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Shangshu dazhuan 尚書大傳

Jul 24, 2010 © Ulrich Theobald

Shangshu dazhuan 尚書大傳 "Great tradition of the Book of the Documents" is an alternative version of the Confucian Classic Shangshu 尚書. There are today several reconstructions with this title.

The Shangshu dazhuan proper was written by the Han period 漢 (206 BCE-220 CE) scholar Fu Sheng 伏勝 and commented on by Zheng Xuan 鄭玄 (127-200). The present text was compiled by the Qing period 清 (1644-1911) scholar Sun Zhilu 孫之騄 (early 18th cent.) on the basis of fragments. It is said that Fu Sheng hid the Shangshu inside a brick wall during the Qin period 秦 (221-206 BCE), when all "useless" texts were prohibited and destroyed. After the foundation of the Han dynasty, when Fu Sheng took out the book, only 29 chapters were left. He submitted this book, at that time known as the Jinwen Shangshu 今文尚書 "Book of Documents written in modern script" (see old-text/new-text debate), to the emperor. It was handed down until the Tang period 唐 (618-907), when it got lost.

Sun Zhilu's reconstruction was the first attempt to collect what had survived as quotations in other books. His edition served as the bases for the later reconstruction by Lu Wenchao 盧文弨 (1717-1795). According to the bibliographic chapter Jingji zhi 經籍志 in the official dynastic history Suishu 隋書 Fu Sheng's book comprised 3 juan. Sun Zhilu therefore also divided his collection of fragments into the same number of fascicles. His version, the so-called Yayu Studio version 雅雨堂本 (included in the collectaneum Yayutang cangshu 雅雨堂藏書), is preserved in the collected writings of Sun Zhilu, Sun Qingchuan ba zhong 孫晴川八種. Lu Wenchao's version is divided into 4 juan. It also contains a supplement (Buyi 補遺), a chapter of textual criticism (Kaoyi 考異) and an additional supplement (Xu buyi 續補遺). The commentary by Zheng Xuan is also included. Lu Wenchao published a collection of 15 ancient books, the collectaneum Baojingtang congshu 抱經堂叢書, and the fragment collection Qunshu buyi 群書拾補. His collection of Shangshu dazhuan fragments was printed in 1800 by the Airicao Studio 愛日草堂.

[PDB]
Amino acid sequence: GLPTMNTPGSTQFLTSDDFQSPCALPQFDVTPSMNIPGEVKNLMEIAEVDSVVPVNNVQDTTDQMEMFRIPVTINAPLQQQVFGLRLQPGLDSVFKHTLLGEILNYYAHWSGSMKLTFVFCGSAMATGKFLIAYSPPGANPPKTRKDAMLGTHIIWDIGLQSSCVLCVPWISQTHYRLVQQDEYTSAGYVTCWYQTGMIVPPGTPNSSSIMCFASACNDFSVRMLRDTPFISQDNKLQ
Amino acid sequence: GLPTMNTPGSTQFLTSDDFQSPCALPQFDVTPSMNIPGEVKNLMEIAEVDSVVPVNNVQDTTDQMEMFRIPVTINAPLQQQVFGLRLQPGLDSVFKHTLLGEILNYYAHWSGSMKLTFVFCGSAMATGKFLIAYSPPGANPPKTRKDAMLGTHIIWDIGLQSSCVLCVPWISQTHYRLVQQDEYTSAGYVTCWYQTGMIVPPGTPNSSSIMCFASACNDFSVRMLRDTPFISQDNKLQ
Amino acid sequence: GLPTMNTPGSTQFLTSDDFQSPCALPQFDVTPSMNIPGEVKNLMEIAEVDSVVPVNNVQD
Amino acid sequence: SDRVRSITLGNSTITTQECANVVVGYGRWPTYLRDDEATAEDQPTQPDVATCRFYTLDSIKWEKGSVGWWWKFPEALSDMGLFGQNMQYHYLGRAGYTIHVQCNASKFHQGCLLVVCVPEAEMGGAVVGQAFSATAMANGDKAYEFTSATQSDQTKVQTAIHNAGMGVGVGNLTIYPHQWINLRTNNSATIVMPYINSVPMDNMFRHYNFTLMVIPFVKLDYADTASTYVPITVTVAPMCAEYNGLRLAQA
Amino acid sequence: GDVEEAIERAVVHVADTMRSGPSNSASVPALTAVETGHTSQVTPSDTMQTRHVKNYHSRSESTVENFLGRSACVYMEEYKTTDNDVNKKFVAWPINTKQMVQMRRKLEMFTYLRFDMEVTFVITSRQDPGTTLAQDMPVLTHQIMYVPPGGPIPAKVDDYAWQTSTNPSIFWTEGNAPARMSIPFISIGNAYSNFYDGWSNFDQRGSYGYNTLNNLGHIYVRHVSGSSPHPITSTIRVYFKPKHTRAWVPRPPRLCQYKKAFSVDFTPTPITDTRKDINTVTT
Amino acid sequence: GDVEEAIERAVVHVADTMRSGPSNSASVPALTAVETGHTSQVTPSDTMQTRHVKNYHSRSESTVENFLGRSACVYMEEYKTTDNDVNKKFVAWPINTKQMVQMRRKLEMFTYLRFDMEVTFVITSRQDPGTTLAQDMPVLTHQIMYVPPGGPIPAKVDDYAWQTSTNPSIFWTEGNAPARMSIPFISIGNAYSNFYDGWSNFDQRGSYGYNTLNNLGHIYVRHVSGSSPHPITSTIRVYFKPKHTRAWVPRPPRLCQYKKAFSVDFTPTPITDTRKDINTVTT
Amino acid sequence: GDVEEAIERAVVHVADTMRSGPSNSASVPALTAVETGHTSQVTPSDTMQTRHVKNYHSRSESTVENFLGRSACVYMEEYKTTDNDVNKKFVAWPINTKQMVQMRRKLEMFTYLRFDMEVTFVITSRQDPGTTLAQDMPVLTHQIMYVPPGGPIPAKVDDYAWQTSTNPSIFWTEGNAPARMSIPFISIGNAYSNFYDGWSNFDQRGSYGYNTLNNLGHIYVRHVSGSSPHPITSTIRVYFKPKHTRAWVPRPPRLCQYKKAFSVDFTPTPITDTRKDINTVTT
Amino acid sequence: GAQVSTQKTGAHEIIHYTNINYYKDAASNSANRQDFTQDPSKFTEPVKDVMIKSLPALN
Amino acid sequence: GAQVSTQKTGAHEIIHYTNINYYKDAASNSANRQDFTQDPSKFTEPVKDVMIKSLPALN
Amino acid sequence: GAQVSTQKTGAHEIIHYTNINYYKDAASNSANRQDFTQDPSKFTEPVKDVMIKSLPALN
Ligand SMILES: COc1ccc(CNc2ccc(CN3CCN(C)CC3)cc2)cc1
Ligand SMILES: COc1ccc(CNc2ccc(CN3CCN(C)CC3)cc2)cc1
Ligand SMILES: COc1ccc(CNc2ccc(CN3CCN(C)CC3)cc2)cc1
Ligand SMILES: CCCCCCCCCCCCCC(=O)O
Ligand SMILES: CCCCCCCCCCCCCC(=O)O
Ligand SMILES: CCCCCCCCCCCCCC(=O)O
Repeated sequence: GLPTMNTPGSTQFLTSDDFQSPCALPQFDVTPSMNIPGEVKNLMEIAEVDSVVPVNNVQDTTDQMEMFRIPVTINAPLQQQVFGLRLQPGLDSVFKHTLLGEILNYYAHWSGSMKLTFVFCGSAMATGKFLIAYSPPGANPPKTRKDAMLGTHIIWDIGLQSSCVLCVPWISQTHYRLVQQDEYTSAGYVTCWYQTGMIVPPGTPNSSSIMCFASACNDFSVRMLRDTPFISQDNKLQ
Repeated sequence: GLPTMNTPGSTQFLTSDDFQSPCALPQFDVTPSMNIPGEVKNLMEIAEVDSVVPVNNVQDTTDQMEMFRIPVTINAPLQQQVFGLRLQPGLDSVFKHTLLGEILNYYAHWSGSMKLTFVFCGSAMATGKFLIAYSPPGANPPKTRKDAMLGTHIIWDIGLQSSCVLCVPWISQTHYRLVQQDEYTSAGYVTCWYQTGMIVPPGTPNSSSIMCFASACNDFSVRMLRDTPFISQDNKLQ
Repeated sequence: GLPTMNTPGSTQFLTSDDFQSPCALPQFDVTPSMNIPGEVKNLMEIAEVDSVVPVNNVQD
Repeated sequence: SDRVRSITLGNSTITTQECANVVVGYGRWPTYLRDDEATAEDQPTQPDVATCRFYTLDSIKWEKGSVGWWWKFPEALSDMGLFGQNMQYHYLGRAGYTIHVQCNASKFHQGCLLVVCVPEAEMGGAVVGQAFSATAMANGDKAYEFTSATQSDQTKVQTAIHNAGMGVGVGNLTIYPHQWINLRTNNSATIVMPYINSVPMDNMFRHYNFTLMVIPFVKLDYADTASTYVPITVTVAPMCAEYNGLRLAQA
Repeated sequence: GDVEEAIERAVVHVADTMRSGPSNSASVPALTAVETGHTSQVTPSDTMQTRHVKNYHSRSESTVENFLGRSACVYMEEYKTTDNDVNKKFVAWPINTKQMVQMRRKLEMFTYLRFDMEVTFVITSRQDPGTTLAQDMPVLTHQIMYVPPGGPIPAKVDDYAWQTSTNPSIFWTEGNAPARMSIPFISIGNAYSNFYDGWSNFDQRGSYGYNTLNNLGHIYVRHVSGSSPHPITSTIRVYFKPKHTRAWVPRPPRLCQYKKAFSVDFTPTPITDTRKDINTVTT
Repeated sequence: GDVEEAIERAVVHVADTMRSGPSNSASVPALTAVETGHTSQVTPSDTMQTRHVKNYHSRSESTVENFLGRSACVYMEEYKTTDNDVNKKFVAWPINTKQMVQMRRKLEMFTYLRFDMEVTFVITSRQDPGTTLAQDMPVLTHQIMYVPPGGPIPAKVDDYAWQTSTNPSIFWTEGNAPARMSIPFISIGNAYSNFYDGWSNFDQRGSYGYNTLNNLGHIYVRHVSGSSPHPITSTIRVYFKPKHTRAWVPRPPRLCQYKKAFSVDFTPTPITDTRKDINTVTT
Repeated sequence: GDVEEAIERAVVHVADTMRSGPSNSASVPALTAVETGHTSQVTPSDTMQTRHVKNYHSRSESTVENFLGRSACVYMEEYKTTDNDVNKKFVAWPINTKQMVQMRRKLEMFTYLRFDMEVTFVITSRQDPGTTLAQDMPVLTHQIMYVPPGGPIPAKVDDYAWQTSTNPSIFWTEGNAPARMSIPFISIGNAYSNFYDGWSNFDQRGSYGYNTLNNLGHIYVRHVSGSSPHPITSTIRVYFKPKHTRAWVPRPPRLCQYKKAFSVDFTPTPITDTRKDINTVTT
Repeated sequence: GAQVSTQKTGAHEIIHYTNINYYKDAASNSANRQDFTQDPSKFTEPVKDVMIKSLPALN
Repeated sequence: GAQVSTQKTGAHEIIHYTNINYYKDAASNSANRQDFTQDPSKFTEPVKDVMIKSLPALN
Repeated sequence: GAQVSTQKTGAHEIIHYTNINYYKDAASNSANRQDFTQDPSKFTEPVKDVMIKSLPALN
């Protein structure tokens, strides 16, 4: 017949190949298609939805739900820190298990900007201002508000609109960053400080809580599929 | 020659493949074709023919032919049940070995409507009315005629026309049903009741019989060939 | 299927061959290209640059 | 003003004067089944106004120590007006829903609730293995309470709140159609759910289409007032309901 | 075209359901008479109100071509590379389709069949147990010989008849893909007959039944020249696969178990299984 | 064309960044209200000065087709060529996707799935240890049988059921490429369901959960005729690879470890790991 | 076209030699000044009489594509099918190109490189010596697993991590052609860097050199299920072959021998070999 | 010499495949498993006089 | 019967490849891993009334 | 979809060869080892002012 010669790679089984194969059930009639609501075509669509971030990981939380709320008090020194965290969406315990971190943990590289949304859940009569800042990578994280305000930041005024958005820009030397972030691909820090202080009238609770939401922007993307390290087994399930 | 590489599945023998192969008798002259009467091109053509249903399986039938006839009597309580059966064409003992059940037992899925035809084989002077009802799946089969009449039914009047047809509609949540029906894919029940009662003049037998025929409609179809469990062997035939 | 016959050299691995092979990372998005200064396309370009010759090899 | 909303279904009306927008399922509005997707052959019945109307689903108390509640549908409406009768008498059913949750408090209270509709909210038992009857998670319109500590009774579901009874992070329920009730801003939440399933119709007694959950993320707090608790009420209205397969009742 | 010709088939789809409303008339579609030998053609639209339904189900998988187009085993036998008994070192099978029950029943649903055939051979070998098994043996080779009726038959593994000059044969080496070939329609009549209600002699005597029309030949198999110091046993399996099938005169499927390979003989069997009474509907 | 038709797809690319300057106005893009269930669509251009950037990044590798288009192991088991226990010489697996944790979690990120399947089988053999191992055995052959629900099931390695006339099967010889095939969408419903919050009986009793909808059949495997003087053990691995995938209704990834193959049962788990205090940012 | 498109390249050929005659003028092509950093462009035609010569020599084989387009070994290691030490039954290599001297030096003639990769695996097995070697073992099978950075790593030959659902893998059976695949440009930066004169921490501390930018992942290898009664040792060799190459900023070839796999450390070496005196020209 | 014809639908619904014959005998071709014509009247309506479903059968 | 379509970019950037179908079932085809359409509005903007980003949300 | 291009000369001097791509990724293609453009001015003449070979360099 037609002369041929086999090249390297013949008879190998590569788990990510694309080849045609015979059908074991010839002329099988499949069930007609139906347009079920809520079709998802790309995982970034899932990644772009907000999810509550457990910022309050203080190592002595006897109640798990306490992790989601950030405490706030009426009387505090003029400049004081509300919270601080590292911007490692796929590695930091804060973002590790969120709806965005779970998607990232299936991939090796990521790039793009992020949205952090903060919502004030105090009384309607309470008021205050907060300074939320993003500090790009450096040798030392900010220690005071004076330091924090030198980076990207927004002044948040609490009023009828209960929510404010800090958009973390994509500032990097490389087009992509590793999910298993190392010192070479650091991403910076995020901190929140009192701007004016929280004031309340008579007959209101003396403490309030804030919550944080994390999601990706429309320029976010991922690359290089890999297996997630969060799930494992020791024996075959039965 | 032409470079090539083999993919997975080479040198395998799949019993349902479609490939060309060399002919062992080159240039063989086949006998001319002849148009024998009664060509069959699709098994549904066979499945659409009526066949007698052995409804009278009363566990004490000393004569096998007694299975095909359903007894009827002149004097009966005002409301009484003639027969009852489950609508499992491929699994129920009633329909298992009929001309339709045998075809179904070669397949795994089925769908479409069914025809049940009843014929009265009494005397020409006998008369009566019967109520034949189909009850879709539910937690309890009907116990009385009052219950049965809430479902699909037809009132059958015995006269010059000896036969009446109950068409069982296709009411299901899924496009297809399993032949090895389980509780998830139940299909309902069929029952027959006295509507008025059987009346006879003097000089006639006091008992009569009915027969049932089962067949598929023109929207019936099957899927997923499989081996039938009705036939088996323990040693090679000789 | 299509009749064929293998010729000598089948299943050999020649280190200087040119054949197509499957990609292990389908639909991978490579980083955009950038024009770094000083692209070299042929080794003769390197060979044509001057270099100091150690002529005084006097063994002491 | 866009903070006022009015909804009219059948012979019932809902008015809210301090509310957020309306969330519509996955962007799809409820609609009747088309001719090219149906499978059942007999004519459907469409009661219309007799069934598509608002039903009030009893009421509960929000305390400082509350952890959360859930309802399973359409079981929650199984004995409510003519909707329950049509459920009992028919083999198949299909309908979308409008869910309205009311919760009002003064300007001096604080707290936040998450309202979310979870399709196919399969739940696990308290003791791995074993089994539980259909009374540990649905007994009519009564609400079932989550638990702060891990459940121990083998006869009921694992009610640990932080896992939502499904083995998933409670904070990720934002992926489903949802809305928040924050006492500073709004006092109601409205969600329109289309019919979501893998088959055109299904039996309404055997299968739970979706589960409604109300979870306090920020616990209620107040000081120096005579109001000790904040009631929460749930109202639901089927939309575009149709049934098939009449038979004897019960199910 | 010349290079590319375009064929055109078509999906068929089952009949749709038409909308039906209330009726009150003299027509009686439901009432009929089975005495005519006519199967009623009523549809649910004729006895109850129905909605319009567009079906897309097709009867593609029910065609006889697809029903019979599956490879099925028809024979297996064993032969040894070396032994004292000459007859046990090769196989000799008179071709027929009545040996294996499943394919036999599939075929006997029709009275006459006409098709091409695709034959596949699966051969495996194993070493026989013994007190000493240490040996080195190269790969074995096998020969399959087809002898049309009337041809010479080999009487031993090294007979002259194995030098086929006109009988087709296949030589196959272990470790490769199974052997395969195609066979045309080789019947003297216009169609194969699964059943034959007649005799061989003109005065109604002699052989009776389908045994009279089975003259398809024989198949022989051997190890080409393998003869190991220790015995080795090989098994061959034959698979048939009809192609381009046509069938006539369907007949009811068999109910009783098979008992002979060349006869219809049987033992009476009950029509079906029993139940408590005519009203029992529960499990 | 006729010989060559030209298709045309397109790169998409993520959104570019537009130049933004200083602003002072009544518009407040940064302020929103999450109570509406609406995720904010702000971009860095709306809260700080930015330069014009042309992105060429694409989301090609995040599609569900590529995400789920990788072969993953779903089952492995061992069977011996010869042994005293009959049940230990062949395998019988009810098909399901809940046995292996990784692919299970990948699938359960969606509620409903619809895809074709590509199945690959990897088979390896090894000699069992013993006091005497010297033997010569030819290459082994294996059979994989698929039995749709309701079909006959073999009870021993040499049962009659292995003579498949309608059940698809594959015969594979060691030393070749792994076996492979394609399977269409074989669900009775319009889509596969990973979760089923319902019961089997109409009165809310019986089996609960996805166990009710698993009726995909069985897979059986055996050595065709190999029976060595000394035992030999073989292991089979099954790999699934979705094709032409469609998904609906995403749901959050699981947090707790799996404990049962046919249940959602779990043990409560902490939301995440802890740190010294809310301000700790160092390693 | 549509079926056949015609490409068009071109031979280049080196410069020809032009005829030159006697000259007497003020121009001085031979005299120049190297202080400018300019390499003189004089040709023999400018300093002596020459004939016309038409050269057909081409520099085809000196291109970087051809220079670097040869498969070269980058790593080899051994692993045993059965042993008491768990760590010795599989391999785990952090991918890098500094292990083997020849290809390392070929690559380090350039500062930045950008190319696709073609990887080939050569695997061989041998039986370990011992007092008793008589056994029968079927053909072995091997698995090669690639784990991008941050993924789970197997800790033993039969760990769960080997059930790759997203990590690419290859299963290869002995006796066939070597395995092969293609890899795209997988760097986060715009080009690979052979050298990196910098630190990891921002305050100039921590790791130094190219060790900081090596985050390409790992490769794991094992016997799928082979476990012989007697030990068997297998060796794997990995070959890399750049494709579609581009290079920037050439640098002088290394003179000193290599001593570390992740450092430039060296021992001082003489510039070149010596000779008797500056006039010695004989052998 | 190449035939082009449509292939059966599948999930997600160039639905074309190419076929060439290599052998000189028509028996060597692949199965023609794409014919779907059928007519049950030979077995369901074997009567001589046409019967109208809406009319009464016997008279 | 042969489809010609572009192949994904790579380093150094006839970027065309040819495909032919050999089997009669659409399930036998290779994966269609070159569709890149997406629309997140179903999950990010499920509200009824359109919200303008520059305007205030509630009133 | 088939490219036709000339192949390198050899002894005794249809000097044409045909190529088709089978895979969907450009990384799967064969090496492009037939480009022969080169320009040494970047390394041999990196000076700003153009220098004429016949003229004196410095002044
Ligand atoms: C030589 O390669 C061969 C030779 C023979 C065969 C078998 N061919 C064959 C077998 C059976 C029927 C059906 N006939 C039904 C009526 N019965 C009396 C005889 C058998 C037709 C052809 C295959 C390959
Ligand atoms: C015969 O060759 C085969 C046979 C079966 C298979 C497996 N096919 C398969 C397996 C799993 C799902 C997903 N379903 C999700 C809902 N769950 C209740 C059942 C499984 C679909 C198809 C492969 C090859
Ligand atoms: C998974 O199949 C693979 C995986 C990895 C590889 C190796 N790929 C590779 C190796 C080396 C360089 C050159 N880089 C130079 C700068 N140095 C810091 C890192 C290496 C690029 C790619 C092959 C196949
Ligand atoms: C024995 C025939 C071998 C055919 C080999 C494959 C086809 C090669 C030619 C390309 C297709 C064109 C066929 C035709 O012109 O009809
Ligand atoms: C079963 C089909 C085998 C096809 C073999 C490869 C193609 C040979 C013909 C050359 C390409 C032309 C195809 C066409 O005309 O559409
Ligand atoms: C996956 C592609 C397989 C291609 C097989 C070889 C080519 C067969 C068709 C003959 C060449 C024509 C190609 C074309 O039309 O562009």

There is another version published by an unknown author. It seems mainly to be based on Lu Wenchao's edition, but does not include the critical chapter. The sequence of the chapters Tangzhuan 唐傳 and Yu-Xia zhuan 虞夏傳 is mixed up in this version. In spite of its many errors, it has been used as the basic text for the edition in the imperial collectaneum Siku quanshu 四庫全書. Chen Shouqi 陳壽祺 (1771-1834) has later tried to correct these errors.

A fourth version was published by Fan Renxu 樊廷緒 (juren degree 1794). It includes Zheng Xuan's commentary, Lu Wenchao's preface, two prefaces by Fan, and an epilogue by Shen Can 沈粲 (1379-1453). In his preface, Fan Renxu mentions the following versions: the Yangzhou version 揚州本, the Hangzhou version 杭州本, the Dezhou version 德州本 (Lu Wenchao), and a version by Master Dong 董氏 from Wuxing 吳興. The latter served as the basic text for Fan Renxu's publication printed in 1800.

A last, 3-juan version, Shangshu dazhuan dingben 尚書大傳定本, was published by Chen Shouqi and Chen Li 陳澧 (1810-1882). Their version of the Shangshu dazhuan is not consistent with the others in the lengths of chapters, yet it includes a critical chapter discussing forgeries (Bianwei 辨偽). It compares all previous versions except that of Master Dong, and is included in the collectaneum Gu jingjie huihan 古經解彙函.

The text of the Shangshu dazhuan can also be found in the collectanea Congshu jicheng chubian 叢書集成初編, Han-Wei yishu chao 漢魏遺書鈔, Huang-Qing jingjie 皇清經解, Rongyuan congshu 榕園叢書, Shuofu 說郛 (Shangwu yinshuguan edition), Sibu congkan 四部叢刊 and Zhengshi yishu 鄭氏遺書.

Sources: ● Translations according to James Legge, The Chinese Classics, vol. 3, The Shoo King, or the Book of Historical Documents (London: Frowde, 1865).